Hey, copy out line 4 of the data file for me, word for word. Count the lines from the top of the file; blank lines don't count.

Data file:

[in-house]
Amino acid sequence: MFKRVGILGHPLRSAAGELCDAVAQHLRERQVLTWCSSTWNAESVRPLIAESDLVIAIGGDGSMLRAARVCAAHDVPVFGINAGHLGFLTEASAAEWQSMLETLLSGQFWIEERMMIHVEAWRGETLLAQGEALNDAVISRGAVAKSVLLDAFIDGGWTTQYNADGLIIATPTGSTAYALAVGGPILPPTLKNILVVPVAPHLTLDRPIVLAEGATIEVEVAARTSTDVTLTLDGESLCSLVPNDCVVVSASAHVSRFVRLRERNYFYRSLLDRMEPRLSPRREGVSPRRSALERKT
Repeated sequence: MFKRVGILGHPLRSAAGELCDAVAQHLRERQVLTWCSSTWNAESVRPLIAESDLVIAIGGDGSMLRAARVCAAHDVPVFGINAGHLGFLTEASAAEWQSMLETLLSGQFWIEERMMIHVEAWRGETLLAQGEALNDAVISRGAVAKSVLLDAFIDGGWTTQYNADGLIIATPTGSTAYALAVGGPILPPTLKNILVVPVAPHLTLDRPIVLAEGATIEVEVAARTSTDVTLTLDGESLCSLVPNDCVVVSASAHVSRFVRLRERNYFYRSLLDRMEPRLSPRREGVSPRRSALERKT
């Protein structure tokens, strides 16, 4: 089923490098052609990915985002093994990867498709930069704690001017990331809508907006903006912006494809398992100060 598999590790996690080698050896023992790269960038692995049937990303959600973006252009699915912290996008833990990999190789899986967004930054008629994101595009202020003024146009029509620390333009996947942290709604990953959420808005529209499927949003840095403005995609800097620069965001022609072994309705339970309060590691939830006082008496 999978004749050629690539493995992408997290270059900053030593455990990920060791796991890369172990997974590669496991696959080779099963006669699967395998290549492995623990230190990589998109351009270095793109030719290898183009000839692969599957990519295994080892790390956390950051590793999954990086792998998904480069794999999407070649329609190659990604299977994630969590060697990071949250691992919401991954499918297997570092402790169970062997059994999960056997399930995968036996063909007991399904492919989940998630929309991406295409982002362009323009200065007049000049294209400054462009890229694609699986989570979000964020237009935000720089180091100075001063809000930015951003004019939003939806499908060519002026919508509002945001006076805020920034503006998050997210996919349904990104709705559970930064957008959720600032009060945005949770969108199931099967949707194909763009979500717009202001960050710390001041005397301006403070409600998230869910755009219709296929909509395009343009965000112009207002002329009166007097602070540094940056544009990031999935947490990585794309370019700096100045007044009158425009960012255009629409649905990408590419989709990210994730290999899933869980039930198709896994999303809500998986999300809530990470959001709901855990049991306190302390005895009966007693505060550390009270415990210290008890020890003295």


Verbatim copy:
């Protein structure tokens, strides 16, 4: 089923490098052609990915985002093994990867498709930069704690001017990331809508907006903006912006494809398992100060 598999590790996690080698050896023992790269960038692995049937990303959600973006252009699915912290996008833990990999190789899986967004930054008629994101595009202020003024146009029509620390333009996947942290709604990953959420808005529209499927949003840095403005995609800097620069965001022609072994309705339970309060590691939830006082008496 999978004749050629690539493995992408997290270059900053030593455990990920060791796991890369172990997974590669496991696959080779099963006669699967395998290549492995623990230190990589998109351009270095793109030719290898183009000839692969599957990519295994080892790390956390950051590793999954990086792998998904480069794999999407070649329609190659990604299977994630969590060697990071949250691992919401991954499918297997570092402790169970062997059994999960056997399930995968036996063909007991399904492919989940998630929309991406295409982002362009323009200065007049000049294209400054462009890229694609699986989570979000964020237009935000720089180091100075001063809000930015951003004019939003939806499908060519002026919508509002945001006076805020920034503006998050997210996919349904990104709705559970930064957008959720600032009060945005949770969108199931099967949707194909763009979500717009202001960050710390001041005397301006403070409600998230869910755009219709296929909509395009343009965000112009207002002329009166007097602070540094940056544009990031999935947490990585794309370019700096100045007044009158425009960012255009629409649905990408590419989709990210994730290999899933869980039930198709896994999303809500998986999300809530990470959001709901855990049991306190302390005895009966007693505060550390009270415990210290008890020890003295």